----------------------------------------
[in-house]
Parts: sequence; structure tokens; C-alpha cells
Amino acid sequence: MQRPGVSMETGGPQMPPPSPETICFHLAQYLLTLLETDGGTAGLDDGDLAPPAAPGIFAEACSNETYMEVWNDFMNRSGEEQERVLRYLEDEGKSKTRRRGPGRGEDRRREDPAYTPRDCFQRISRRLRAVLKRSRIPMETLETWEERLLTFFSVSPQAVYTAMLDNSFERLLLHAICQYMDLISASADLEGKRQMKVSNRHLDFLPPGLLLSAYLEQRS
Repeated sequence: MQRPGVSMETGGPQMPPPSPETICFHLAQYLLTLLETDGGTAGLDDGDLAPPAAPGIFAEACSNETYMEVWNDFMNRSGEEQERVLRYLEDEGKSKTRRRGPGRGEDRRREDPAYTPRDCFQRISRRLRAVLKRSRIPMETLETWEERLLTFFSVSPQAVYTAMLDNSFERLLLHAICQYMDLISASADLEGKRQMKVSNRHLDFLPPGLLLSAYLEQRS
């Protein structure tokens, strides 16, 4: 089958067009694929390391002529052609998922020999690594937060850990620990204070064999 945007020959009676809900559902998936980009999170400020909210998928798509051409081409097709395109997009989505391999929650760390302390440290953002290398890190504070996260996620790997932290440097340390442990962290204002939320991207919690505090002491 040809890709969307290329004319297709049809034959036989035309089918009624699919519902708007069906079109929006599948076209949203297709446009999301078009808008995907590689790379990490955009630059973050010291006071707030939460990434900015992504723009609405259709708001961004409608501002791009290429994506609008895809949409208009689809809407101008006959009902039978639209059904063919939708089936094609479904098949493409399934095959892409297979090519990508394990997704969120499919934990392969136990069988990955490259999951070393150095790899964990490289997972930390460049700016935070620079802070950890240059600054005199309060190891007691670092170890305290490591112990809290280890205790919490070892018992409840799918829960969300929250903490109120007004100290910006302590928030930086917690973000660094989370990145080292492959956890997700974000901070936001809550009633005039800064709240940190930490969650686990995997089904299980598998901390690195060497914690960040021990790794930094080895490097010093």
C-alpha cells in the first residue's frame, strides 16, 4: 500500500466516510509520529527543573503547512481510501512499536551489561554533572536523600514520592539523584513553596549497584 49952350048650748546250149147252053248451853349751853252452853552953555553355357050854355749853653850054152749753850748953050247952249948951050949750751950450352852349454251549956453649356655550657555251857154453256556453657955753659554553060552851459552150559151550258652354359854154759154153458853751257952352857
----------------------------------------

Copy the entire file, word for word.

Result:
[in-house]
Parts: sequence; structure tokens; C-alpha cells
Amino acid sequence: MQRPGVSMETGGPQMPPPSPETICFHLAQYLLTLLETDGGTAGLDDGDLAPPAAPGIFAEACSNETYMEVWNDFMNRSGEEQERVLRYLEDEGKSKTRRRGPGRGEDRRREDPAYTPRDCFQRISRRLRAVLKRSRIPMETLETWEERLLTFFSVSPQAVYTAMLDNSFERLLLHAICQYMDLISASADLEGKRQMKVSNRHLDFLPPGLLLSAYLEQRS
Repeated sequence: MQRPGVSMETGGPQMPPPSPETICFHLAQYLLTLLETDGGTAGLDDGDLAPPAAPGIFAEACSNETYMEVWNDFMNRSGEEQERVLRYLEDEGKSKTRRRGPGRGEDRRREDPAYTPRDCFQRISRRLRAVLKRSRIPMETLETWEERLLTFFSVSPQAVYTAMLDNSFERLLLHAICQYMDLISASADLEGKRQMKVSNRHLDFLPPGLLLSAYLEQRS
């Protein structure tokens, strides 16, 4: 089958067009694929390391002529052609998922020999690594937060850990620990204070064999 945007020959009676809900559902998936980009999170400020909210998928798509051409081409097709395109997009989505391999929650760390302390440290953002290398890190504070996260996620790997932290440097340390442990962290204002939320991207919690505090002491 040809890709969307290329004319297709049809034959036989035309089918009624699919519902708007069906079109929006599948076209949203297709446009999301078009808008995907590689790379990490955009630059973050010291006071707030939460990434900015992504723009609405259709708001961004409608501002791009290429994506609008895809949409208009689809809407101008006959009902039978639209059904063919939708089936094609479904098949493409399934095959892409297979090519990508394990997704969120499919934990392969136990069988990955490259999951070393150095790899964990490289997972930390460049700016935070620079802070950890240059600054005199309060190891007691670092170890305290490591112990809290280890205790919490070892018992409840799918829960969300929250903490109120007004100290910006302590928030930086917690973000660094989370990145080292492959956890997700974000901070936001809550009633005039800064709240940190930490969650686990995997089904299980598998901390690195060497914690960040021990790794930094080895490097010093």
C-alpha cells in the first residue's frame, strides 16, 4: 500500500466516510509520529527543573503547512481510501512499536551489561554533572536523600514520592539523584513553596549497584 49952350048650748546250149147252053248451853349751853252452853552953555553355357050854355749853653850054152749753850748953050247952249948951050949750751950450352852349454251549956453649356655550657555251857154453256556453657955753659554553060552851459552150559151550258652354359854154759154153458853751257952352857